On Thursday the full Senate Appropriations Committee approved a Commerce, Justice, and Science appropriations bill, just a day after the CJS subcommittee marked up the bill in a brief session. The text of the legislation is not yet available but the summary of the legislation released by the committee included this discussion of the NASA section of the bill:
National Aeronautics and Space Administration (NASA) – The bill provides $19 billion for NASA, $278 million above the Fiscal Year 2010 level and equal to the President’s request. The total funding includes $1.6 billion for Space Shuttle operations; $2.78 billion for Space Station operations; $3 billion for development of the next generation Crew Launch Vehicle and Crew Exploration Vehicle; $5 billion for science; and $904 million for aeronautics and space technology research. The bill restructures NASA’s human spaceflight programs, providing for a new heavy lift launch vehicle and crew capsule for exploring beyond low-Earth orbit, extending the life of the International Space Station through 2020, supporting the burgeoning commercial space industry, investing in new technology development, and allowing one additional Space Shuttle flight, if determined to be safe.
During the hearing Sen. Dianne Feinstein (D-CA) thanked the CSJ subcommittee chairwoman, Sen. Barbara Mikulski (D-MD), for adding $27 million for a flagship exploration technology program. “Candidly, I was very disappointed to see that the technology funding, which was the cornerstone of the president’s budget, is really substantially, some what say drastically, reduced. Exploration technology cut $502 million, robotic precursor missions cut by $80 million, space tech programs cut by $247 million. These cuts are going to cause 200 immediate job losses in my state alone,” she said.
“I acknowledge the validity of the senator from California’s concerns,” Mikulski responded, “but we face a very constrained budget environment, and also we started off the year with a very difficult presentation by the administration that initially canceled the human spaceflight program as we knew it.” Mikulski continued: “Working with Senator Shelby, we really did try to find a path forward that kept a balanced space program in human spaceflight, space technology, space science, and also reliable transportation systems.” She said she would be willing to work with Feinstein as the bill moves forward to address the Californian’s concerns.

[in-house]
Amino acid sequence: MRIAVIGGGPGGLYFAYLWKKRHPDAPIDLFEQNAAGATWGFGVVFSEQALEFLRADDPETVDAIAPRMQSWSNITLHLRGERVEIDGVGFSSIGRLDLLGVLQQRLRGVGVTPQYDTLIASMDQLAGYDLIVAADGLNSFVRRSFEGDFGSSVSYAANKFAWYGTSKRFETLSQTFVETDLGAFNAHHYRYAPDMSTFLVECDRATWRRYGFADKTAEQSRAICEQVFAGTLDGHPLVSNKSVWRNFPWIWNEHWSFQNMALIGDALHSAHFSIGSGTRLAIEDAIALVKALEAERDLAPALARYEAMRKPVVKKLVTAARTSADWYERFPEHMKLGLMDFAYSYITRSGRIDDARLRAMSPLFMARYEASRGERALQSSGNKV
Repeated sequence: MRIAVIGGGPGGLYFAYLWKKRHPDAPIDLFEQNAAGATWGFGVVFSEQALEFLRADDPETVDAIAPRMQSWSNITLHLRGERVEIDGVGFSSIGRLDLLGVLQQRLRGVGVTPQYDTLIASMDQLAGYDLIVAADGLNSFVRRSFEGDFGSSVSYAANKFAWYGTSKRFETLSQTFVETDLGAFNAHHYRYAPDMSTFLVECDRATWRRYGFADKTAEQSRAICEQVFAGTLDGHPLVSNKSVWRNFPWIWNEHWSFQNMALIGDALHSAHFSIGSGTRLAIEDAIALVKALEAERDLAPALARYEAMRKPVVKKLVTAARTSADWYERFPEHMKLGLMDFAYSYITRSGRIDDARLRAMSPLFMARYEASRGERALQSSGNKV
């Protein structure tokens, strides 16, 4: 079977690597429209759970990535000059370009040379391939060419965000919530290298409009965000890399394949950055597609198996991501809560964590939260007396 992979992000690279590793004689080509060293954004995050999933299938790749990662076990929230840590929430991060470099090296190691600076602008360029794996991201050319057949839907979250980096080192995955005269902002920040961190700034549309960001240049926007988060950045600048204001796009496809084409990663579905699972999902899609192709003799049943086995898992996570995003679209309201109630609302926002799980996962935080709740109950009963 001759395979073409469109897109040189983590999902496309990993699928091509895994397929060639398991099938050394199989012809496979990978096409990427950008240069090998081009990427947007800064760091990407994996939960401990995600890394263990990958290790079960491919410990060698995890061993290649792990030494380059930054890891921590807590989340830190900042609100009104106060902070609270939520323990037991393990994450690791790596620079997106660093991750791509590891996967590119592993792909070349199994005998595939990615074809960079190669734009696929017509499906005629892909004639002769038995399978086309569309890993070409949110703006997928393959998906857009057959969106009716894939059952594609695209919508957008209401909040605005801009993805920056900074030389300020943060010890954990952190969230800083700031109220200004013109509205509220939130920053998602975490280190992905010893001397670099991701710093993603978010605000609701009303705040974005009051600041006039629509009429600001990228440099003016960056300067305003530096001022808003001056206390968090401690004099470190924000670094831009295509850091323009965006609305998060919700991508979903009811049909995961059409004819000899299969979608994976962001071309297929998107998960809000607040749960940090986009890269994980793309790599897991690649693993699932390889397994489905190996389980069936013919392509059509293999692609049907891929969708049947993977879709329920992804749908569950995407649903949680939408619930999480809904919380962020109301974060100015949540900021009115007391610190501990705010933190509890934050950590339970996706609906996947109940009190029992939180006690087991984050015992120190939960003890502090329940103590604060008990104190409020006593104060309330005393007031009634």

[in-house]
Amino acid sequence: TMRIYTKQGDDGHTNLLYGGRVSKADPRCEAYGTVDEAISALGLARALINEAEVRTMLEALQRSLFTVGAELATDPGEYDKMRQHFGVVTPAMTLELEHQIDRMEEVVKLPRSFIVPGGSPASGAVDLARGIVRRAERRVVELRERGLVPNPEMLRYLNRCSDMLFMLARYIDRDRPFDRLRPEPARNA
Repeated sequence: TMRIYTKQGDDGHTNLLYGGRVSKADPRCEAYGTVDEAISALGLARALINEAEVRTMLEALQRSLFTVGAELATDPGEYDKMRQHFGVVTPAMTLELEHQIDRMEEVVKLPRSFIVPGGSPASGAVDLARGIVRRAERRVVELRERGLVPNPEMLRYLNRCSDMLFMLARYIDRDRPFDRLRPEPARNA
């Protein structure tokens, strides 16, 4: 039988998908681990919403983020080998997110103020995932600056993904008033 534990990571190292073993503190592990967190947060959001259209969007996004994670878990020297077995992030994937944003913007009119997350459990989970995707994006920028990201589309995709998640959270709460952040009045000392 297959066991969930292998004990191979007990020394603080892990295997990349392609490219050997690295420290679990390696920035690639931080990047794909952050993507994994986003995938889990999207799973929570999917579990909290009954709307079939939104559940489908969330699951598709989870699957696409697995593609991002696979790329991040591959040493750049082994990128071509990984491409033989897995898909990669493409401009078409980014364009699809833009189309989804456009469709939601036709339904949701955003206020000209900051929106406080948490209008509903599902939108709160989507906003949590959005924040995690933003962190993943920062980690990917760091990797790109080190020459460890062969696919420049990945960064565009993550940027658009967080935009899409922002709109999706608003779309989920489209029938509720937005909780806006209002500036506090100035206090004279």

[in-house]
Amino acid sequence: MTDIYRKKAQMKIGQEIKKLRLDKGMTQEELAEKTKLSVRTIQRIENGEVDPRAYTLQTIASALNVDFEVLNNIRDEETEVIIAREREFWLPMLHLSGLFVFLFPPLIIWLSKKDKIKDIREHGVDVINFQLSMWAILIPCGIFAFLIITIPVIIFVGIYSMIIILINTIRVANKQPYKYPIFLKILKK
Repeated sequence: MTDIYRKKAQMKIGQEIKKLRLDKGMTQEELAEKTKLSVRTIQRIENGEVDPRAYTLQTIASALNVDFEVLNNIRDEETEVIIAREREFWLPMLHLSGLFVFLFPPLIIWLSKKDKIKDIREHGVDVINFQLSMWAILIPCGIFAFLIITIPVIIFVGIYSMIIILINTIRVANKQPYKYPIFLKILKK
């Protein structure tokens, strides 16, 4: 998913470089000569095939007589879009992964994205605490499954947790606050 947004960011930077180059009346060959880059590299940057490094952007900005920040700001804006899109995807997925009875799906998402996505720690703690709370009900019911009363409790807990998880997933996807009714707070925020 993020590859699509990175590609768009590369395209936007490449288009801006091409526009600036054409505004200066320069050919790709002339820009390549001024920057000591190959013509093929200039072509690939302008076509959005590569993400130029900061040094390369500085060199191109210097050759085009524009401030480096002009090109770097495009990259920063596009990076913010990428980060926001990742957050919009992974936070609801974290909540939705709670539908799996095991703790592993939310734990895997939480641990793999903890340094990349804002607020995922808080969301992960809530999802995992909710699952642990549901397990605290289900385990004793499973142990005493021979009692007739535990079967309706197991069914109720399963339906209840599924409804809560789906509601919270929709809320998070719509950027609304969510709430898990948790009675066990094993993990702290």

Some senators hailed elements of the bill that support “development of the next generation Crew Launch Vehicle and Crew Exploration Vehicle”. “The funding secured today for NASA will ensure that America remains the world leader in manned spaceflight by jumpstarting the development and construction of a new Heavy Lift Vehicle, while also continuing the development of the Orion Crew Capsule,” said Sen. Mary Landrieu (D) of Louisiana, home of the Michoud Assembly Facility. “This is not only great news for the direction of the space program but will ensure that NASA’s skilled workforces, in locations like Michoud, will be able to resume work on a NASA-built Heavy Lift Vehicle in the near-term.”
Sen. Robert Bennett (R-UT) also praised the bill in a statement because that new launch vehicle, he said, will use solid rocket motors manufactured in Utah. “This legislation is not only significant because it rejects President Obama’s failed vision for human spaceflight, but is also a major step toward preserving the solid rocket industrial base and thousands of jobs in Utah.”
Sen. Richard Shelby (R-AL), ranking member of the CJS subcommittee, also supported the bill, while taking some swings at commercial space elements of the White House’s budget proposal. “The overarching point is simple: No so-called commercial space company has ever carried anything successfully to the space station, much less safely launch and return a human being. We cannot risk human lives or the entire future of the space program by deploying an unproven commercial crew concept,” he said. “The CJS bill solidifies American’s human space flight program by funding a robust heavy lift vehicle based on demonstrated technological reality.”